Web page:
I apologize beforehand if this question is too philosophical or ill-defined. Hopefully, someone can provide some insight as to whether this concept exists in mathematics or I'm exploring a dead-end.
I am interested in whether a quantifiable measure of "maneuverability" in an arbitrary space exists. The normal Euclidean spaces provide a good way to illustrate my question.
An object in a zero dimensional space has zero maneuverability. An object (say a point) can't move outside of its universe (the identical point). This would seem to be the lower limit of maneuverability i.e. zero.
A one dimensional space seems to have more maneuverability. For example, imagine a infinte line universe with objects like points and/or line segments placed randomly on the line. The points and line segments can now move along the line until they bump into one of their neighbors. Interestingly, it is impossible for the point or line segment to "jump" over their neighbor. Hence they are confined to a predetermined subset of the one dimensional space.
A two dimension space provides even more maneuverability. Say a square and a triangle exist in this space. Now the square and triangle can move in two degrees of freedom. Importantly, now the square for example can potentially completely encircle its neighbor the triangle. Arbitrarily, the square should be able to explore any part of the two dimensional space.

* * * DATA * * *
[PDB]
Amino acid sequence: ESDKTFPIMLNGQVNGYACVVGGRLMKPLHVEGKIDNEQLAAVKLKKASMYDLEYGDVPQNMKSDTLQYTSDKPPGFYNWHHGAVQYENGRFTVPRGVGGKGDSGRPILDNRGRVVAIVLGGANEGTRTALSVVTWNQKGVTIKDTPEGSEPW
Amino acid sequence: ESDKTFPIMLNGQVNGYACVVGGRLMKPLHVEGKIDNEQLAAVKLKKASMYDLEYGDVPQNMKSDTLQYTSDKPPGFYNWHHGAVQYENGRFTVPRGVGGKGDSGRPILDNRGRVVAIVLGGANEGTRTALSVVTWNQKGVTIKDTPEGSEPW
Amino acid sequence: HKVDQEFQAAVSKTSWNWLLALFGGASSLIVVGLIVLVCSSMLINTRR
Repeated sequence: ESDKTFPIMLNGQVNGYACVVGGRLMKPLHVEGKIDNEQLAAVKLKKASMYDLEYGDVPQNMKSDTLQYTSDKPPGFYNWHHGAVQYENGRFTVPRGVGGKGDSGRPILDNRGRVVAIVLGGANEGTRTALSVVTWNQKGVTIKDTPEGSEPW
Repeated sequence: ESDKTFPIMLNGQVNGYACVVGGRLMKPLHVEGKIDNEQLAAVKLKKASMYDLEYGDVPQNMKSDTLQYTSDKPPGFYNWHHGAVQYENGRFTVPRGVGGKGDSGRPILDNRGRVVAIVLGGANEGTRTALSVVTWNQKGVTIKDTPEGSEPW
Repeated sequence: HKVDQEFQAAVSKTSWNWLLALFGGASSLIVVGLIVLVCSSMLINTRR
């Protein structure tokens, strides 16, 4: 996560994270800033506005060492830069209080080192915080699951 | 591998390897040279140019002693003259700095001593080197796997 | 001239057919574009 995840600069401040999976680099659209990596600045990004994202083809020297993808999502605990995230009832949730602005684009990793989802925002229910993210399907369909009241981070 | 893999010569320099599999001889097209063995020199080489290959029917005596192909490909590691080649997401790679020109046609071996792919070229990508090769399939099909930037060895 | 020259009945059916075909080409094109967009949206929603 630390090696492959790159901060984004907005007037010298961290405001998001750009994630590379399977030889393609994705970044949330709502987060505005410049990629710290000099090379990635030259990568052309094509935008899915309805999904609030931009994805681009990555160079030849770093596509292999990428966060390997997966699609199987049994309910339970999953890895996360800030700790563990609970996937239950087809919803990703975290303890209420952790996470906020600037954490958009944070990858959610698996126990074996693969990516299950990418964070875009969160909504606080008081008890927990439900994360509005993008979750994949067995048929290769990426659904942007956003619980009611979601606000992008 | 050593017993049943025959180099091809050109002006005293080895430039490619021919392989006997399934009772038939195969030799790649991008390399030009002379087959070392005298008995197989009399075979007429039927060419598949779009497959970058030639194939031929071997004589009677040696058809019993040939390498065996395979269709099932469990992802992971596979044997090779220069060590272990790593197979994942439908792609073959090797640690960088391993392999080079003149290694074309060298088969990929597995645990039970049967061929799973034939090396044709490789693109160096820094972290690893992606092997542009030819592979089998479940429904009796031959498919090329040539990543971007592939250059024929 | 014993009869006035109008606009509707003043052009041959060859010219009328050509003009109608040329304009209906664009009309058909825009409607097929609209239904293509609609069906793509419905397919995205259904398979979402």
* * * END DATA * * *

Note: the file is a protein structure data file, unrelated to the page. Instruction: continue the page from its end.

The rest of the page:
I struggle to formulate whether three dimensional space inherently has more maneuverability than two dimensional space. Naively, it seems to have more maneuverability than 2D but still the best that can be accomplished is that an object can fully explore the 3D space (same as the 2D space). So a key question is does the 3D space have quantifiably more maneuverability than the 2D space?
I realize that to some extent the maneuverability is impacted by how "full" you make the space with objects; however, I am interested in the inherent maneuverability of the space concept rather than an actual configuration specific definition. The key assumption is that solid objects exist i.e. they can't be passed through by another object which in the 1D case prevents an object from arbitrarily exploring its full space.
Does my need to define maneuverability have any mathematical meaning? If so, can it be quantified? If so, how to apply to arbitrary mathematical spaces (say starting with non-Euclidean spaces?)